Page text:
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PostPosted: Sat Dec 25, 2010 11:25 am 
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SirDennis wrote:
Furthermore one could not really understand this topic without looking at how Christianity is viewed from the Left. In the structured Left various and sundry caucuses (caucusii?) -- aka special interests -- have little use for followers of Christ, largely, I believe, due to the impression the "religious right" leaves on anyone with a social conscience.


I don't think this is accurate in the United States. I suppose I'm part of the structured Left in that the Left is where my pro bono work, layperson organizations, political donations, etc., all go -- though I'm feeling a bit out of the Left these days given that I'm not in the country. And from what I've seen, we're generally intelligent enough to distinguish between liberal Christians who support our objectives and the "religious right" (or, as I've called them in moments of frustration, the "religious wrong"). In San Francisco, the left-wing San Francisco Organizing Project was instrumental in the city's successful bid to set up an intra-SF universal health care system, for instance - most of the city's left-wing congregations (including my synagogue) worked side-by-side with the non-religious as part of that organization to get things done. I didn't really encounter any confusion from fellow agnostics/atheists about the fact that the "followers of Christ" were an equal part of our team.

We don't need liberal Christians to do much yelling/soapbox distinguishing from their counterparts on the right. What we need is for Christians who consider themselves on the left to be quietly honest about both their religion and their political beliefs, by working within leftist organizations to achieve leftist political or social objectives (e.g. universal health care, inclusion of all immigrants, etc.) - while being "openly Christian." :P And from what I've seen, many are already doing so.

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PostPosted: Thu Dec 30, 2010 10:20 pm 
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ToshoftheWuffingas wrote:
But I am not so much talking about the atheist/believer debate but the apparent neutralising of the progressive voice within the various denominations of Christianity in the US. It was not always so.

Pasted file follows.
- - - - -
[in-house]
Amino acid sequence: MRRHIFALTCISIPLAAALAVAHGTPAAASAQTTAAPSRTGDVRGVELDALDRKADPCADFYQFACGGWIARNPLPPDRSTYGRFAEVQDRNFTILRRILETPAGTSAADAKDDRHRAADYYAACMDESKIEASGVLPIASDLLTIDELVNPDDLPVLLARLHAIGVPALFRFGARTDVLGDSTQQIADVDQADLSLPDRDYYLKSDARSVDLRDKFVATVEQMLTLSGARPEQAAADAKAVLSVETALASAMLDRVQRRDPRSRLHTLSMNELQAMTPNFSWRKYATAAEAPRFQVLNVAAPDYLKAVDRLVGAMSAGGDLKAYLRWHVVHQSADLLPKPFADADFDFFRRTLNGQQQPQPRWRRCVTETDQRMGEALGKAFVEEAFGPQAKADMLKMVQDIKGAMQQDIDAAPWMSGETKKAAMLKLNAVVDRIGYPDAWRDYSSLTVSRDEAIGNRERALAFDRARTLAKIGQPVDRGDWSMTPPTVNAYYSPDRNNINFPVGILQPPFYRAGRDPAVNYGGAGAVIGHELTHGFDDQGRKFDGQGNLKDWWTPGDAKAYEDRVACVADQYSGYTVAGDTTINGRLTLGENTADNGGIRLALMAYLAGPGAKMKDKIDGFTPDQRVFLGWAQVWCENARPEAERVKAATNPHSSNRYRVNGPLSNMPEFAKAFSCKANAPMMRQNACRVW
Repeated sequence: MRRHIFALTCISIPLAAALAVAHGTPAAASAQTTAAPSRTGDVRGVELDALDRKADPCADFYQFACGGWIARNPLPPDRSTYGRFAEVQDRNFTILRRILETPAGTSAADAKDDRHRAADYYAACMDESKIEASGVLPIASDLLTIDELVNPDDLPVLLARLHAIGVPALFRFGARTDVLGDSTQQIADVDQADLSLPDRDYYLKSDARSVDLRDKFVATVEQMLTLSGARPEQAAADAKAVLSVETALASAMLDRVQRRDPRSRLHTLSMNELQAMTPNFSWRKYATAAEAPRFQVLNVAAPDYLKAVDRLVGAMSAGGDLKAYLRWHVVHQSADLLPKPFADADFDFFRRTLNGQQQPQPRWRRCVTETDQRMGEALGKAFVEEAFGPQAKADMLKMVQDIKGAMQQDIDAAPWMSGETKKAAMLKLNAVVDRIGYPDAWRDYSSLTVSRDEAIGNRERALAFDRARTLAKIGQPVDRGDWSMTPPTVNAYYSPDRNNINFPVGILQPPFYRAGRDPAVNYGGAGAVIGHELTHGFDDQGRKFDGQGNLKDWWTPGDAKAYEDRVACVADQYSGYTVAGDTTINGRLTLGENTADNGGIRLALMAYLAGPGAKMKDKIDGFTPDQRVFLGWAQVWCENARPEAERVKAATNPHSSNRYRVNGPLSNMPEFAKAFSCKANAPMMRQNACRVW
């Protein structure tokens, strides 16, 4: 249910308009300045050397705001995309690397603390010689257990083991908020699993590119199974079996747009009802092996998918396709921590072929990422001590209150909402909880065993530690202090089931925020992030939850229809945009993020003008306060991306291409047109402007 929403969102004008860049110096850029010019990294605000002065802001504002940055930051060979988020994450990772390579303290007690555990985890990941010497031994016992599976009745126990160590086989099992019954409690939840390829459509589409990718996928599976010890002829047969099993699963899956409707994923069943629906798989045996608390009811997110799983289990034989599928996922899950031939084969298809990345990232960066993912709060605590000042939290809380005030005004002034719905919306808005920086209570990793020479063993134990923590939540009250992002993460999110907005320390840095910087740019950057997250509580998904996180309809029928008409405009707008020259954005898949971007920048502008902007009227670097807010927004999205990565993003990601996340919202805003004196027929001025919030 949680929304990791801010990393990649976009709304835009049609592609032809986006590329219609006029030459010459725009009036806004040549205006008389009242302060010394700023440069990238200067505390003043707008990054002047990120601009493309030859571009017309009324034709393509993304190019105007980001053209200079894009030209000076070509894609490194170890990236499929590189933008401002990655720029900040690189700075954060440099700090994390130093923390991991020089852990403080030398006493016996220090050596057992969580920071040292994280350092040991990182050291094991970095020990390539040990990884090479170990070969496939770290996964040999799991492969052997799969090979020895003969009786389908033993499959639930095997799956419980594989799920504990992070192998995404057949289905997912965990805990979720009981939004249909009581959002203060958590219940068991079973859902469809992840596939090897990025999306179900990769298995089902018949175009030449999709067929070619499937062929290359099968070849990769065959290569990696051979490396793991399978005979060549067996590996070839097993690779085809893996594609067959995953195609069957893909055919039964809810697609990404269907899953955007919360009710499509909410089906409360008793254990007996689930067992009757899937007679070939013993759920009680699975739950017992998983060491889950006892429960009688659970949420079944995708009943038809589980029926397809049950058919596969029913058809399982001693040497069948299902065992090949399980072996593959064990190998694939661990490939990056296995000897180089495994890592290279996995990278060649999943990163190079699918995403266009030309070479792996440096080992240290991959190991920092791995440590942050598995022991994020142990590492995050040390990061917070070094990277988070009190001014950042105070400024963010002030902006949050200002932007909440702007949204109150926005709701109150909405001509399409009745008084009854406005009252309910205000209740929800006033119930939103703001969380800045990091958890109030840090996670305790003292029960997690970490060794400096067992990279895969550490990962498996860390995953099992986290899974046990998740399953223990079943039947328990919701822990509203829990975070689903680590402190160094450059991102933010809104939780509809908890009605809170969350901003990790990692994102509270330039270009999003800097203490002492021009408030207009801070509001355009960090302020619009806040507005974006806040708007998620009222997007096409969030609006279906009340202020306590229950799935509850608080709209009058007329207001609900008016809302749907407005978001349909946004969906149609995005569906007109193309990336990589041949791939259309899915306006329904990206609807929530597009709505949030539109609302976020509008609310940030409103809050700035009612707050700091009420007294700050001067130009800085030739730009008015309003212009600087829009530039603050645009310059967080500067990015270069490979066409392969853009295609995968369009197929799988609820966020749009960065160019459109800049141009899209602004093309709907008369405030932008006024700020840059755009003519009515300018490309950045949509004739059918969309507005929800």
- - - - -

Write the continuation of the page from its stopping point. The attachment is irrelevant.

I do not understand why that voice is no longer effective and I think it is long overdue that it should be once again. Nor am I particularly interested in finding reason's to dislike the right wing versions of Christianity. That is something well covered already. But how both they and right wing politicians have made them pre-eminent over Christian liberalism is worthy of thought.
How did they do that?

The victory that the conservative elite has won in this country, in a very systematic campaign to reshape the framework of political discourse, going back to the 60s, really is breathtaking. They just set out to do it, and they did it, starting with the establishment of well-funded think tanks, to the domination of the air waves with right wing thinking and coming to ultimate fruition recently in the Supreme Court decision equating corporations with persons. This includes a very clever co-opting of religion for political purposes. It is now widely assumed that to be Christian means one must hold Republican political views.

Right-wingers (I hesitate to use the term 'conservative') seem to have a single-mindedness of purpose and conviction that liberals/progressives lack. I think in the very nature of liberalism there is a certain respect of open-mindedness or diversity of thought that is inherently lacking in a right-wing mindset, which seems to be utterly convinced of its own more narrowly conceived correctness. If you believe that you are the sole purveyor of right, you'll be more ruthless in your actions towards those you consider the enemies of that right. You'd also be more willing to put aside lesser differences and band together for a larger goal.

Why is the progressive voice no longer effective? Because there is such a powerful and monolithic right-wing machine translating every statement into right wing parlance and a right wing, or corporate, perspective before it ever reaches the citizenry for consideration, whether in a religious or secular context.

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PostPosted: Thu Dec 30, 2010 11:57 pm 
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I've always been bemused by the (fundamental) religious right. In terms of being vocal at least they are in the majority and are the better funded. And yet Republicans have far more of a Darwinian 'survival of the fittest' approach to their fellow man, whilst Democrats are more of the 'help thy fellow man and throw the moneylenders out of the temple' approach.